Rising prices have been a major topic of discussion over the past few weeks.
In essence, however, individuals can do little to mitigate the effects of rising fuel and commodity prices on a global scale.
Nevertheless, it constitutes a good opportunity to recall some simple and basic rules that should be applied by all households, be it in times of high inflation or when prices are at lower levels.
Τhe (often forgotten) general rule that everyone should follow is not spending more than we earn.
Whether the majority of households is implementing this will be seen in practice in a few years.
However, we are concerned that low interest rates and government subsidies may have pushed many to take on loan obligations, which they may, at some point, be unable to meet.
The current situation is a great example: the cost of living is increasing and, with it, the financial pressure on an average household.
That is why this article aims to be just a…kind reminder of the 28/36 rule.
A very simple rule that helps us calculate the impact that lending can have on your household’s financial situation.
The number 28 refers to not spending more than 28% of your gross income on housing-related expenses.
These expenses may include a mortgage, home insurance and property tax.
For those who rent a property, it concerns all the expenses related to the property they live in.
The number 36 refers to not spending more than 36% of your gross household income on borrowing-related expenses.
In addition to a housing loan, expenses may include a car loan, credit cards, or even the purchase of some goods and products in monthly instalments—an increasing consumer trend lately.
For example, if the annual gross family income is €40,000, your housing costs should not exceed €11,200 or €933.30 per month.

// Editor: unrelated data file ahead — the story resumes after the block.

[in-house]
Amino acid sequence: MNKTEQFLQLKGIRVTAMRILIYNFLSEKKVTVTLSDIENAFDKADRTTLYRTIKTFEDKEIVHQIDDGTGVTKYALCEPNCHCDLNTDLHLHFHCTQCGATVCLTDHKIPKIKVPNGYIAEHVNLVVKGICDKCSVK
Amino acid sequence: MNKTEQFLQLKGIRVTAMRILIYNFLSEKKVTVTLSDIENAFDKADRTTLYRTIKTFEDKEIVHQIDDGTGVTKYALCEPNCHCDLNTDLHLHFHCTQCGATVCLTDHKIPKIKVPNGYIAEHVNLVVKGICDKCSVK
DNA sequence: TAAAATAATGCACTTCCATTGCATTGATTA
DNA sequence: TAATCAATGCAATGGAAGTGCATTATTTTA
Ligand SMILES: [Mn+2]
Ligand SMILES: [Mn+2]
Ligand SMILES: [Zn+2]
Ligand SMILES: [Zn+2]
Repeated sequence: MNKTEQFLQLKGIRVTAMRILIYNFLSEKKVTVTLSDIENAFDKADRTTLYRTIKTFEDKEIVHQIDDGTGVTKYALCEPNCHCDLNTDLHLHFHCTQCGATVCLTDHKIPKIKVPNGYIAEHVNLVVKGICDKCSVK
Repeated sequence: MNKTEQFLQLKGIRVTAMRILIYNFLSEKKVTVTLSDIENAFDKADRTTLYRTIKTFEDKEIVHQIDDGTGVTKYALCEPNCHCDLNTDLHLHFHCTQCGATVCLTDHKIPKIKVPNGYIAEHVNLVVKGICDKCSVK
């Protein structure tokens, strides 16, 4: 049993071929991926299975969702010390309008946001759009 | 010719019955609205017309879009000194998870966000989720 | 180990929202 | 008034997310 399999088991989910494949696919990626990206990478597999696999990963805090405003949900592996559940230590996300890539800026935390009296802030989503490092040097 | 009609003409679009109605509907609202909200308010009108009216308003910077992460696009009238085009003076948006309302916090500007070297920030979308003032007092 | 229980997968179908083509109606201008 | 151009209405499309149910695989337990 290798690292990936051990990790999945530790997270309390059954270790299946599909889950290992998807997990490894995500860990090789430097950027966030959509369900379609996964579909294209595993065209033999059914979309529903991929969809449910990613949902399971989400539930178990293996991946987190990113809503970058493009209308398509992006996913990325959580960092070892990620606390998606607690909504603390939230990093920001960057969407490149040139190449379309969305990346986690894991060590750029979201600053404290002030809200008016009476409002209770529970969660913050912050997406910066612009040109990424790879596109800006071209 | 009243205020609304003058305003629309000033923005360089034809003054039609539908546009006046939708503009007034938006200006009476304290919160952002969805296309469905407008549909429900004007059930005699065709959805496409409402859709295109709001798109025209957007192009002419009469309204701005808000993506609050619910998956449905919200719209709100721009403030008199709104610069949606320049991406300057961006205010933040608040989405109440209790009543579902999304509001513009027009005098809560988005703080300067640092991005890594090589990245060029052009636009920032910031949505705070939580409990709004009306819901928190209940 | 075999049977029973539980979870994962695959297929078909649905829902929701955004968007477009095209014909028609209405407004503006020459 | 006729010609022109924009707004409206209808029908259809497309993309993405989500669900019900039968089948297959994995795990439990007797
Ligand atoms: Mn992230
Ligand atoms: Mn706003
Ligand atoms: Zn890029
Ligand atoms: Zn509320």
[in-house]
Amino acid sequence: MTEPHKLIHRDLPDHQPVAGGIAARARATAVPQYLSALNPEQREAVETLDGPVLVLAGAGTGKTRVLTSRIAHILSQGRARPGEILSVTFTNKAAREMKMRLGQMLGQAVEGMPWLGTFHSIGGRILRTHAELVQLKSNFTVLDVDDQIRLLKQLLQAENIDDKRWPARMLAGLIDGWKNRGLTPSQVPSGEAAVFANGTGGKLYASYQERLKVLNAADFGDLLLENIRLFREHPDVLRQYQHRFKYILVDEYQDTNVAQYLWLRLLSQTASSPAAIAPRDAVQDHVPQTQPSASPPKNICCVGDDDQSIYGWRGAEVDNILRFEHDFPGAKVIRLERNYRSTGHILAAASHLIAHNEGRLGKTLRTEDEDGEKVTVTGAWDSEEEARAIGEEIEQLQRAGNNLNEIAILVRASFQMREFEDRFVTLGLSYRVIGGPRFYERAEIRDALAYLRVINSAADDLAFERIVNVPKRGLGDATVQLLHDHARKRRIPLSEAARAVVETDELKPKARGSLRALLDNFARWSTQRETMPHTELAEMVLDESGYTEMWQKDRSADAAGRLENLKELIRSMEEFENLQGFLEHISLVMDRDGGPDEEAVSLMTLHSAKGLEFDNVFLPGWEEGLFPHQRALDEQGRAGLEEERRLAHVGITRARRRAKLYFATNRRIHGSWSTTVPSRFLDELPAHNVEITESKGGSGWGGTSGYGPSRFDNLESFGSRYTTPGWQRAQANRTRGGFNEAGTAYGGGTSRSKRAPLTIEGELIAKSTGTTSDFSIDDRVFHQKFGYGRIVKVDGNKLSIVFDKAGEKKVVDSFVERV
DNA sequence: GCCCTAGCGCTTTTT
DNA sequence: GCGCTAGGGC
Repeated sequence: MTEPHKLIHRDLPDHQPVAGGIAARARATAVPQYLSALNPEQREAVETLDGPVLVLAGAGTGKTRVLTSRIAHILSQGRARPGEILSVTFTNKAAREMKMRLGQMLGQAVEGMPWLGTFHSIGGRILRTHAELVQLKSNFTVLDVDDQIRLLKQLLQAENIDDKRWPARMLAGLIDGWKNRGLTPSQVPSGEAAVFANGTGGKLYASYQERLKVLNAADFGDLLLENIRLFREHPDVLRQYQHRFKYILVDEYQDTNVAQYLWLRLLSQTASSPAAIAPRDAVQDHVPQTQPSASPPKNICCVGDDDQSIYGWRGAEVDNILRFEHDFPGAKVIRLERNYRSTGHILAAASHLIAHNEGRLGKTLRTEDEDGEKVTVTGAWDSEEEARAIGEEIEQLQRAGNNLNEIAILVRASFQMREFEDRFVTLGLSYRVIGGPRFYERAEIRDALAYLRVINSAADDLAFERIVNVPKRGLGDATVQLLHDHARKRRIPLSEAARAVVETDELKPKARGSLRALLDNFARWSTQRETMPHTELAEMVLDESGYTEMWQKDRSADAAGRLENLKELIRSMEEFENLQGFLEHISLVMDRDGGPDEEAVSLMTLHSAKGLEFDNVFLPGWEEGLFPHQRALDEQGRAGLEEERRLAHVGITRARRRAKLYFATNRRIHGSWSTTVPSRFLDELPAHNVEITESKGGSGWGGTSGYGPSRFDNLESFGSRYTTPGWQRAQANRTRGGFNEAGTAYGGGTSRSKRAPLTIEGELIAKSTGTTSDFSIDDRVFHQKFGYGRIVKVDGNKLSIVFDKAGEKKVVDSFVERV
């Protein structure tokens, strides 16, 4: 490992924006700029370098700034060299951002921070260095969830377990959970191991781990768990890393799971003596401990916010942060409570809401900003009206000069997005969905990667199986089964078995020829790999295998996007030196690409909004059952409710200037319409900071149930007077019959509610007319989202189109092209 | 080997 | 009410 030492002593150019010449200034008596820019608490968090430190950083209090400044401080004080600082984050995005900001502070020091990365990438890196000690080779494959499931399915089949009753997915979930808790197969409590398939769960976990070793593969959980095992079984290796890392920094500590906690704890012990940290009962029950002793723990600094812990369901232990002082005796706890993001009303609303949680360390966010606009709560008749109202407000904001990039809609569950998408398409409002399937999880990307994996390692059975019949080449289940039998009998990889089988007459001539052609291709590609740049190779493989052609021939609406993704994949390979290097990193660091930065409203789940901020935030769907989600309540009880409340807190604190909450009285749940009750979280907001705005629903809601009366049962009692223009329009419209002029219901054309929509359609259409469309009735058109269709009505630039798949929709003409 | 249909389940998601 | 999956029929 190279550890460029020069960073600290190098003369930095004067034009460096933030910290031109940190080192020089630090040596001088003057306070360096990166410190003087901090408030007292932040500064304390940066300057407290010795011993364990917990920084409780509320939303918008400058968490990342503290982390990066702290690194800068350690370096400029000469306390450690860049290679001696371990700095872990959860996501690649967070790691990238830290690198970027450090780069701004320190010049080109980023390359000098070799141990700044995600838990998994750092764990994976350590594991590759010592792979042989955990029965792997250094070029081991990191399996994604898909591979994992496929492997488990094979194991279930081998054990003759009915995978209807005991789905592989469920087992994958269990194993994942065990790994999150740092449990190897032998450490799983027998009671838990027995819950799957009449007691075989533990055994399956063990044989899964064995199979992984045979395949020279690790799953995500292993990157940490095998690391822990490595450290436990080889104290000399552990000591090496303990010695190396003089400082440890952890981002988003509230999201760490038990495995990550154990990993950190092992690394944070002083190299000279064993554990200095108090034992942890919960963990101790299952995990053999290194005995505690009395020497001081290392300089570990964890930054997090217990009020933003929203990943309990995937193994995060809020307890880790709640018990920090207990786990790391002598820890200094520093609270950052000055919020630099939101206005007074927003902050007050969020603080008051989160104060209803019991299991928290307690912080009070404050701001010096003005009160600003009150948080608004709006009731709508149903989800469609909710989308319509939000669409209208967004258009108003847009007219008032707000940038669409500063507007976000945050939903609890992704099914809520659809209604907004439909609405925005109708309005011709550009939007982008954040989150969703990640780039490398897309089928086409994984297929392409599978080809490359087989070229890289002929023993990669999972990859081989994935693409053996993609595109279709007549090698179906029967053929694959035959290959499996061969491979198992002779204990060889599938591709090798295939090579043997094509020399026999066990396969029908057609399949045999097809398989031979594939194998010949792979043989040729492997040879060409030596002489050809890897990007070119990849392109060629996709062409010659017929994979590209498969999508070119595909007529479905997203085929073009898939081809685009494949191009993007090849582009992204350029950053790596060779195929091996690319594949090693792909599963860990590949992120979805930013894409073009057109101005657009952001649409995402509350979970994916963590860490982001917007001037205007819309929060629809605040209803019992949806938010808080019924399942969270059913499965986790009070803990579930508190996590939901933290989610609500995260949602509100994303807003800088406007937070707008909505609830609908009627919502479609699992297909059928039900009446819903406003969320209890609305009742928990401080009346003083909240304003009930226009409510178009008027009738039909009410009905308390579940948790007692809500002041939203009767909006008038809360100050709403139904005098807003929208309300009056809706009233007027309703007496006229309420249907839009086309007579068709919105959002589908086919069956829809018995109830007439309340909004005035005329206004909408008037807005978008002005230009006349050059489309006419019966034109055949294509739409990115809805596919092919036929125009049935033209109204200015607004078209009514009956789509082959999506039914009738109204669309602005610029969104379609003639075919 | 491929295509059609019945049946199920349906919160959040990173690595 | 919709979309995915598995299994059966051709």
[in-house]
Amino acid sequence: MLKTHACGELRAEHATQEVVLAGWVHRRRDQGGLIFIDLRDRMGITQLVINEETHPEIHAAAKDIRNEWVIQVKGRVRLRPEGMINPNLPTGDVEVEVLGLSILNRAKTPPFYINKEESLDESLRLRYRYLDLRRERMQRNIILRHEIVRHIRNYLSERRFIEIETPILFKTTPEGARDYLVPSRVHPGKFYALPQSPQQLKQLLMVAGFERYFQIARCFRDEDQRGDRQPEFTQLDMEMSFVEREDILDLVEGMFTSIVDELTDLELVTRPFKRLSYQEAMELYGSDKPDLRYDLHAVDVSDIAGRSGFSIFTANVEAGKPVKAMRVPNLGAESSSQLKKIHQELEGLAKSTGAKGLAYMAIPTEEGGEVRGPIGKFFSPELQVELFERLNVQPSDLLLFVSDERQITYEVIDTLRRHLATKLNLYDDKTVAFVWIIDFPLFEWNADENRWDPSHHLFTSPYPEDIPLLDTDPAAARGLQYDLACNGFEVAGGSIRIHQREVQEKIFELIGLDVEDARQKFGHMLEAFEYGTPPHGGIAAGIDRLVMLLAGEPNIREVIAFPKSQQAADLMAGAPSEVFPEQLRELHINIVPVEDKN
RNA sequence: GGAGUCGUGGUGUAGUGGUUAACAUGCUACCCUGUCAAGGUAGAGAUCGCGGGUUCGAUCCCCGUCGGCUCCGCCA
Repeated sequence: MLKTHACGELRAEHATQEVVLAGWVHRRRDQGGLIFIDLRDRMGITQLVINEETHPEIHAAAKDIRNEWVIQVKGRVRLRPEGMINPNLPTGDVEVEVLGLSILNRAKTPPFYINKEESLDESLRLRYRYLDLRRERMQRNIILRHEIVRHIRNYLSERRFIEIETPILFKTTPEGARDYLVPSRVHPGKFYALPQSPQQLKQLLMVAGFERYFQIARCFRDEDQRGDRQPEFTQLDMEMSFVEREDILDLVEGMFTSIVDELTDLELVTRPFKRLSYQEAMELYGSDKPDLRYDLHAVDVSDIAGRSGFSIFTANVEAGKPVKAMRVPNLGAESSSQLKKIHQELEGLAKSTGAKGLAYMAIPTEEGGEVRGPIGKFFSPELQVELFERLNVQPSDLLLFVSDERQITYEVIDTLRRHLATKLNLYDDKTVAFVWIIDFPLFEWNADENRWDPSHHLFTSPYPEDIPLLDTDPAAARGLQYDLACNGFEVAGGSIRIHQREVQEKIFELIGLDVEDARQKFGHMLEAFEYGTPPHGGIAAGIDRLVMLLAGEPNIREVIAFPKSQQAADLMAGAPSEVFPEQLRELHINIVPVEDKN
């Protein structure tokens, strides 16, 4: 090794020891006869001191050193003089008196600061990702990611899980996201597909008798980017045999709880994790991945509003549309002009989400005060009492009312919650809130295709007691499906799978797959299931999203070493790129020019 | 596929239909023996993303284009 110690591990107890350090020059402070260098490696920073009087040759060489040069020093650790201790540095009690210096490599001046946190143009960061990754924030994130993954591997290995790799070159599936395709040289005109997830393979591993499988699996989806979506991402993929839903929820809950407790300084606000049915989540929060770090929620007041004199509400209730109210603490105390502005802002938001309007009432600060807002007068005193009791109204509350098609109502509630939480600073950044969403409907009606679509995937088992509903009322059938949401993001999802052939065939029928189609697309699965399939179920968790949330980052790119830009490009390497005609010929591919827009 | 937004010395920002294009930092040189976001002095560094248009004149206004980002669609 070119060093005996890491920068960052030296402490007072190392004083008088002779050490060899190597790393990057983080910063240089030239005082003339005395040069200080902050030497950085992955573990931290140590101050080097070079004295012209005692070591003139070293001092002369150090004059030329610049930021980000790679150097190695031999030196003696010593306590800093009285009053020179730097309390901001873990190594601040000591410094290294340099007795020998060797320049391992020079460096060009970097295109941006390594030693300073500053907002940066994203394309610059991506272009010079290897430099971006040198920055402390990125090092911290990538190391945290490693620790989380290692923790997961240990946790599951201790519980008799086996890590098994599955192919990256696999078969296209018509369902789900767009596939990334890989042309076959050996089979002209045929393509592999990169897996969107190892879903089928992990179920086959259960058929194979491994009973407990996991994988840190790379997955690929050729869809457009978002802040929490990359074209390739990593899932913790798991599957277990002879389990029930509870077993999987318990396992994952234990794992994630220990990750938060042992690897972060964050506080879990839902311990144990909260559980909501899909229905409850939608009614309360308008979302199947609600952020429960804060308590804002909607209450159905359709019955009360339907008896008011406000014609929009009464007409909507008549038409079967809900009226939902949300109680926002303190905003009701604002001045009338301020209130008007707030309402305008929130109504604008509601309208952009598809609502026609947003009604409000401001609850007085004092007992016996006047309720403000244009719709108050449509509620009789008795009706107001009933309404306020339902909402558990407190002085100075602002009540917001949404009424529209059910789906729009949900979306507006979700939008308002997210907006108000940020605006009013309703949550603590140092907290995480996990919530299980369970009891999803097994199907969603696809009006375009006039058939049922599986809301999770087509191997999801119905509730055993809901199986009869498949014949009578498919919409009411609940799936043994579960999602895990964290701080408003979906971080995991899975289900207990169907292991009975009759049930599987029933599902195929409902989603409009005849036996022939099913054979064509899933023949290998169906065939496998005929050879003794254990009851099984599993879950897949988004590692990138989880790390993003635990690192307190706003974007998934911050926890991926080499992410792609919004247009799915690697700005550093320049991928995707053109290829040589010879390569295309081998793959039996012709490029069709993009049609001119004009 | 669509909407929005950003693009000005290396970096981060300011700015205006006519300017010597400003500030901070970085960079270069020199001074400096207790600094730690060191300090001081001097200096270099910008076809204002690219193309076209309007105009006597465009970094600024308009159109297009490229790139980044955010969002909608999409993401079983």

Accordingly, your annual borrowing-related liabilities should not exceed €14,400.
We do not need to delve into the reasons why all households should exercise prudent financial management.
During the last few years, we have all witnessed the situation with non-performing loans, the accompanying loan sales, and the high private debt that is currently impeding economic growth.
Be that as it may, we are all witnessing increases in fuel and basic consumer goods.
If, for example, a household’s fixed expenses have increased by 10% -15% during this period, then those who did not comply with the rule of 28/36 will face problems and find it difficult to meet their financial obligations as their budget will be further stretched.
Things become even more difficult for those who did not follow the 28/36 Rule at all.
If price increases continue in the long run, including interest rates rising on existing loan facilities, then the situation will become even more troublesome.
That is why prudent financial management is always necessary.
Even more so during the good times, since that is when the necessary “stock” for the hard times is created. And there will always be difficult economic periods, either because economic cycles are coming to an end or because unexpected events occur.
Pavlos Loizou, Managing Director WiRE FS